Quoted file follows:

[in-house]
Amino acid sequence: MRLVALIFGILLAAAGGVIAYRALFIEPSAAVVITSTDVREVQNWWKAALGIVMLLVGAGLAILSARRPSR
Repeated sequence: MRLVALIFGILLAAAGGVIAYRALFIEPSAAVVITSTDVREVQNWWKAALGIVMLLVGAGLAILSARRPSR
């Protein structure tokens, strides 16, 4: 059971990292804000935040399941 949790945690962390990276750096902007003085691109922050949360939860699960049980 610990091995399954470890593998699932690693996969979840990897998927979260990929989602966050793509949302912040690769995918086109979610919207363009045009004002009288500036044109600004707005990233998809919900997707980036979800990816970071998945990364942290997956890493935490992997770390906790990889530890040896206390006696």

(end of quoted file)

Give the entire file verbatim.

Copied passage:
[in-house]
Amino acid sequence: MRLVALIFGILLAAAGGVIAYRALFIEPSAAVVITSTDVREVQNWWKAALGIVMLLVGAGLAILSARRPSR
Repeated sequence: MRLVALIFGILLAAAGGVIAYRALFIEPSAAVVITSTDVREVQNWWKAALGIVMLLVGAGLAILSARRPSR
């Protein structure tokens, strides 16, 4: 059971990292804000935040399941 949790945690962390990276750096902007003085691109922050949360939860699960049980 610990091995399954470890593998699932690693996969979840990897998927979260990929989602966050793509949302912040690769995918086109979610919207363009045009004002009288500036044109600004707005990233998809919900997707980036979800990816970071998945990364942290997956890493935490992997770390906790990889530890040896206390006696």